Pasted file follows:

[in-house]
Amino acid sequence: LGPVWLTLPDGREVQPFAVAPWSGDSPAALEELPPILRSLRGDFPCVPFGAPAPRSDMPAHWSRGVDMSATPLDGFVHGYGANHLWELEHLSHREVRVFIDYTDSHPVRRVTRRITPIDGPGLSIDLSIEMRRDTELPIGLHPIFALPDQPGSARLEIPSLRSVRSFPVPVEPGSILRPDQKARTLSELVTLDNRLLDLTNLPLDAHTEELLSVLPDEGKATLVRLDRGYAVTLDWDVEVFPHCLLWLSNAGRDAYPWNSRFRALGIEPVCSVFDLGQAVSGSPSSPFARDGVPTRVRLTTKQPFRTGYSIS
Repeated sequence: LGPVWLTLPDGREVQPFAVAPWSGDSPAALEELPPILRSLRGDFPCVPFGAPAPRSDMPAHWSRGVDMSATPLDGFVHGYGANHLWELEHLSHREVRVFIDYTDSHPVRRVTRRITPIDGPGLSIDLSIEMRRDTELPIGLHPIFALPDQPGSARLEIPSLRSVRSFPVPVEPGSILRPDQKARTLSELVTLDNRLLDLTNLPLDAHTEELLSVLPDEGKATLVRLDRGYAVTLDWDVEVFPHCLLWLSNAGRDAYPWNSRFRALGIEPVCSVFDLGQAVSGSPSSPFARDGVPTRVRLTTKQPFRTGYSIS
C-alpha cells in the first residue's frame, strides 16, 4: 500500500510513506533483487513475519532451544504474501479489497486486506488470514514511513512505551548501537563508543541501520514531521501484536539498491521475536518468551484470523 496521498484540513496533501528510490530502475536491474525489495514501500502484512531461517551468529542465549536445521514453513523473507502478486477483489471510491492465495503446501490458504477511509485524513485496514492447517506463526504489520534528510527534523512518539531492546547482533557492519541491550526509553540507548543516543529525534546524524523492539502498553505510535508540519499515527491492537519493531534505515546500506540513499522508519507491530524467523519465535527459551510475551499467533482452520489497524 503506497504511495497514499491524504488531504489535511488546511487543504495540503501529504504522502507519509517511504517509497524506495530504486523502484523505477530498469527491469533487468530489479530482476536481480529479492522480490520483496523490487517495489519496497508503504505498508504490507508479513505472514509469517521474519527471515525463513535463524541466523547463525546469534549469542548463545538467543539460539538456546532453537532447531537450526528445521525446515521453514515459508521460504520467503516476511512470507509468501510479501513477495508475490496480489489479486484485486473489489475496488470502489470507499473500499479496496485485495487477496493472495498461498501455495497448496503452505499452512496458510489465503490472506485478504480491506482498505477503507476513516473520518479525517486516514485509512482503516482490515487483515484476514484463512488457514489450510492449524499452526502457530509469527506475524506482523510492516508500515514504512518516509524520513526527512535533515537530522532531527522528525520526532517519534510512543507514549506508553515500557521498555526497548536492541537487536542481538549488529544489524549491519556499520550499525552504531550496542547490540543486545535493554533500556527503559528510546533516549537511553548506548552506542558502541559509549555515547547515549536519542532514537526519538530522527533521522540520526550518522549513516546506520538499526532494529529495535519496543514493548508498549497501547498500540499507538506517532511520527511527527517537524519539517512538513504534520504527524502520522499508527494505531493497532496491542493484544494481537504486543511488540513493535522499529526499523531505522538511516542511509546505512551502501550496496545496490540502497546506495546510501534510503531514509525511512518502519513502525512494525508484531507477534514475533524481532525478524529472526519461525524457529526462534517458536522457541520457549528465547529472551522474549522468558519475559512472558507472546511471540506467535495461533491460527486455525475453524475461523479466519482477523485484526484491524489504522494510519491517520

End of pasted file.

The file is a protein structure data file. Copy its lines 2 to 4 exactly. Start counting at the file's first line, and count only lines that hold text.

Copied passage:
Amino acid sequence: LGPVWLTLPDGREVQPFAVAPWSGDSPAALEELPPILRSLRGDFPCVPFGAPAPRSDMPAHWSRGVDMSATPLDGFVHGYGANHLWELEHLSHREVRVFIDYTDSHPVRRVTRRITPIDGPGLSIDLSIEMRRDTELPIGLHPIFALPDQPGSARLEIPSLRSVRSFPVPVEPGSILRPDQKARTLSELVTLDNRLLDLTNLPLDAHTEELLSVLPDEGKATLVRLDRGYAVTLDWDVEVFPHCLLWLSNAGRDAYPWNSRFRALGIEPVCSVFDLGQAVSGSPSSPFARDGVPTRVRLTTKQPFRTGYSIS
Repeated sequence: LGPVWLTLPDGREVQPFAVAPWSGDSPAALEELPPILRSLRGDFPCVPFGAPAPRSDMPAHWSRGVDMSATPLDGFVHGYGANHLWELEHLSHREVRVFIDYTDSHPVRRVTRRITPIDGPGLSIDLSIEMRRDTELPIGLHPIFALPDQPGSARLEIPSLRSVRSFPVPVEPGSILRPDQKARTLSELVTLDNRLLDLTNLPLDAHTEELLSVLPDEGKATLVRLDRGYAVTLDWDVEVFPHCLLWLSNAGRDAYPWNSRFRALGIEPVCSVFDLGQAVSGSPSSPFARDGVPTRVRLTTKQPFRTGYSIS
C-alpha cells in the first residue's frame, strides 16, 4: 500500500510513506533483487513475519532451544504474501479489497486486506488470514514511513512505551548501537563508543541501520514531521501484536539498491521475536518468551484470523 496521498484540513496533501528510490530502475536491474525489495514501500502484512531461517551468529542465549536445521514453513523473507502478486477483489471510491492465495503446501490458504477511509485524513485496514492447517506463526504489520534528510527534523512518539531492546547482533557492519541491550526509553540507548543516543529525534546524524523492539502498553505510535508540519499515527491492537519493531534505515546500506540513499522508519507491530524467523519465535527459551510475551499467533482452520489497524 503506497504511495497514499491524504488531504489535511488546511487543504495540503501529504504522502507519509517511504517509497524506495530504486523502484523505477530498469527491469533487468530489479530482476536481480529479492522480490520483496523490487517495489519496497508503504505498508504490507508479513505472514509469517521474519527471515525463513535463524541466523547463525546469534549469542548463545538467543539460539538456546532453537532447531537450526528445521525446515521453514515459508521460504520467503516476511512470507509468501510479501513477495508475490496480489489479486484485486473489489475496488470502489470507499473500499479496496485485495487477496493472495498461498501455495497448496503452505499452512496458510489465503490472506485478504480491506482498505477503507476513516473520518479525517486516514485509512482503516482490515487483515484476514484463512488457514489450510492449524499452526502457530509469527506475524506482523510492516508500515514504512518516509524520513526527512535533515537530522532531527522528525520526532517519534510512543507514549506508553515500557521498555526497548536492541537487536542481538549488529544489524549491519556499520550499525552504531550496542547490540543486545535493554533500556527503559528510546533516549537511553548506548552506542558502541559509549555515547547515549536519542532514537526519538530522527533521522540520526550518522549513516546506520538499526532494529529495535519496543514493548508498549497501547498500540499507538506517532511520527511527527517537524519539517512538513504534520504527524502520522499508527494505531493497532496491542493484544494481537504486543511488540513493535522499529526499523531505522538511516542511509546505512551502501550496496545496490540502497546506495546510501534510503531514509525511512518502519513502525512494525508484531507477534514475533524481532525478524529472526519461525524457529526462534517458536522457541520457549528465547529472551522474549522468558519475559512472558507472546511471540506467535495461533491460527486455525475453524475461523479466519482477523485484526484491524489504522494510519491517520